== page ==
If you receive a letter from your vehicle’s manufacturer or retailer asking you to have your airbag replaced, do not delay in booking your free replacement. Drivers are also urged to check whether their vehicle is affected by visiting the Takata airbag recalls list on the Product Safety Australia website.
Owners of vehicles fitted with the most dangerous ‘alpha’ Takata airbag inflators have been unable to register their car in South Australia from November 1 of last year. The move is the first of its kind in Australia and will be enforced by the South Australian Registrar of Motor Vehicles.
Motorists that do have concerns about the safety of their airbags are advised to head to www.IsMyAirbagSafe.com.au or to contact their dealer directly. When the website was launched on July 30, more than 19,500 alpha inflators were still fitted to Australian cars. Of that figure, 679 are in South Australia.
Failure for Tasmanian drivers to take immediate action on vehicles fitted with faulty Takata airbags is risking serious injury, death or registration suspension.
Affected Takata airbags must be replaced however the ‘Alpha’ model has a much higher chance of misdeployment and poses a greater safety risk. If your vehicle is fitted with a Takata Alpha airbag do not drive the vehicle and contact your vehicle manufacturer immediately to have the airbag replaced.
Australian Capital Territory
Canberra drivers are urged to check whether their vehicle is affected by the recall by visiting the Takata airbag recalls list on the Product Safety Website.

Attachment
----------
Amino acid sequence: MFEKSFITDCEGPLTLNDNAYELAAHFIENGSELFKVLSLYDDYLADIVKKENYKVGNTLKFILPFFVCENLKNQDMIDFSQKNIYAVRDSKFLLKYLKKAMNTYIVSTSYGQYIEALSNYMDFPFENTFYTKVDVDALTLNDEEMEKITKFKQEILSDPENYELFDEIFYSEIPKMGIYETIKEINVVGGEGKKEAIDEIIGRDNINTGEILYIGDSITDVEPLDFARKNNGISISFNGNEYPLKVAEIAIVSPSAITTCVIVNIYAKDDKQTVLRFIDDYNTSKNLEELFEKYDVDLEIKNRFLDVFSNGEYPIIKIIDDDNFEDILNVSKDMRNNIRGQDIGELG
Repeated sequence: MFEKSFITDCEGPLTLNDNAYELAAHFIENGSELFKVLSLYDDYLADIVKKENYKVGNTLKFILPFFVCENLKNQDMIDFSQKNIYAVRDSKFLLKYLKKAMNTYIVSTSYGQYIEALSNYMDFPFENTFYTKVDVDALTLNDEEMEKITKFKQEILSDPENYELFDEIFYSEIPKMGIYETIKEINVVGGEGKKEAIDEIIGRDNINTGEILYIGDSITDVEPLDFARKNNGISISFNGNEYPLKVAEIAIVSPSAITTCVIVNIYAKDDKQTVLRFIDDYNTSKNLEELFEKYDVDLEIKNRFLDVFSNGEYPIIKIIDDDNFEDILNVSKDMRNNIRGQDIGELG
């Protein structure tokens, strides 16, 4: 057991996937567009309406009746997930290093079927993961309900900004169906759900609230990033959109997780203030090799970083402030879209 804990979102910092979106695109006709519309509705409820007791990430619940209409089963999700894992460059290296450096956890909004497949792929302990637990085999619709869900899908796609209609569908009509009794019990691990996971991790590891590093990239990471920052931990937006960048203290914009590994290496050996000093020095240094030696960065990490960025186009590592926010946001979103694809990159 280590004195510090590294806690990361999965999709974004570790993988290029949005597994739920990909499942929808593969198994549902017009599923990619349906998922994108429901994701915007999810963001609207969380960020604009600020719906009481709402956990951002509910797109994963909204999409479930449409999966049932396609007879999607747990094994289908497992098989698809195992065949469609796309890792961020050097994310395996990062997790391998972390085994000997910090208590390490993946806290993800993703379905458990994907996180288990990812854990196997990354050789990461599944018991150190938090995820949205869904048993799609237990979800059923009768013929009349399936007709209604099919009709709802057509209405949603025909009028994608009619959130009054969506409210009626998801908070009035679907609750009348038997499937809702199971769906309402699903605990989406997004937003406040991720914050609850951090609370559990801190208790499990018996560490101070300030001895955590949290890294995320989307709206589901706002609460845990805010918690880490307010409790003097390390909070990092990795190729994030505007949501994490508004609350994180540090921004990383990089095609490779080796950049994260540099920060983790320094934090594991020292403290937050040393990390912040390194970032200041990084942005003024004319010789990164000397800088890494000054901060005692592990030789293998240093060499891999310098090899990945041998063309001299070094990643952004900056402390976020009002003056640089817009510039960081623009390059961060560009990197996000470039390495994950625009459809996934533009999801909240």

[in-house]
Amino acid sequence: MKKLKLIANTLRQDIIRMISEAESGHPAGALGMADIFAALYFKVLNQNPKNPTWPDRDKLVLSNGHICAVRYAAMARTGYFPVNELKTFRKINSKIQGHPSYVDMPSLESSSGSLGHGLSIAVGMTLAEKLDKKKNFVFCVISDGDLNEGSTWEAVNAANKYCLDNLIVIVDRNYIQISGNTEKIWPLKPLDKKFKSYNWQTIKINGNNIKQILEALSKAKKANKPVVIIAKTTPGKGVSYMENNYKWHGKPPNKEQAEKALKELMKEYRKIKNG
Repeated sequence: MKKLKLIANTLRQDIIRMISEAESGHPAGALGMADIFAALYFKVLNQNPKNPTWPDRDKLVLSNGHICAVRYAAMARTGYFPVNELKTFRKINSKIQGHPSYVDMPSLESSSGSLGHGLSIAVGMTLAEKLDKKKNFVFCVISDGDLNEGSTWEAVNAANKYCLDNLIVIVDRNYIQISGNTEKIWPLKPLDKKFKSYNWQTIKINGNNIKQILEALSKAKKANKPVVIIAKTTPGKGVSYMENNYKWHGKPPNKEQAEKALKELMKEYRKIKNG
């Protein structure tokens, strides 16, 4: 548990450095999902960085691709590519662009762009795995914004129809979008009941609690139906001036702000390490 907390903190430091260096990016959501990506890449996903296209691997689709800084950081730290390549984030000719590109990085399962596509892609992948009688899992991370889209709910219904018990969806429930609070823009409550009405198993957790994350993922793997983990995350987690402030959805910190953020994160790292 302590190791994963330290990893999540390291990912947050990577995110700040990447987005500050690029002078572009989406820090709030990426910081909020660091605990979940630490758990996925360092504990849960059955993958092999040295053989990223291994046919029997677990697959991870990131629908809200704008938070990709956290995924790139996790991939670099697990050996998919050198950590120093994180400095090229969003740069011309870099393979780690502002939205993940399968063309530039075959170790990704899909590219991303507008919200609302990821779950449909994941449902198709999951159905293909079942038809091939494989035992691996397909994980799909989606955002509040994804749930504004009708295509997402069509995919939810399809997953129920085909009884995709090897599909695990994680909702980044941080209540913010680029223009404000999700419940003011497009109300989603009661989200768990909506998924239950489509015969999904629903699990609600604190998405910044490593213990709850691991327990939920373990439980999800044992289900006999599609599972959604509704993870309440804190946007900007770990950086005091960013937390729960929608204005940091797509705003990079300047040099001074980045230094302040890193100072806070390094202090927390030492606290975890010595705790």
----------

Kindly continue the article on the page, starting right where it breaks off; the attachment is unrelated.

If you have an affected make or model, please contact the supplier/manufacturer/dealer so replacement of the airbags can be arranged.
All defective Takata airbags will need to be replaced by 31 December 2020, with priority of replacement given to criteria based on a range of factors including age and exposure to heat and humidity.
The Department of Infrastructure, Planning and Logistics has been working closely with the ACCC and other jurisdictions on options and proposals to address the pressing issue of the Alpha type airbags.
Owners that don’t respond to rectification requests from their supplier will eventually be given a 28 days show cause letter as to why the registration should not be cancelled with 14 days to respond.
If no response is received a follow up phone call will be made, if the owner still does not take action to rectify the vehicle, registration will be cancelled.
As this stage it is intended that the above will only be applied to vehicles with Alpha type airbags fitted, due to the serious safety risk identified by the ACCC with these airbags.
You are strongly advised to respond promptly to the recall notification. If your car is under active recall, contact the supplier as soon as possible and make an appointment to get the airbags replaced.
If you want to find out whether your vehicle is affected in the meantime, there is some useful information on the Rightcar website: www.rightcar.govt.nz/takataalpha
Since December 2018 warrant of fitness (WoF) inspectors are now helping to inform customers their vehicle is under this compulsory recall, and providing information on what to do. If you receive a copy of the Takata airbag recall flyer please read it carefully – it includes the contact details for vehicle manufacturers.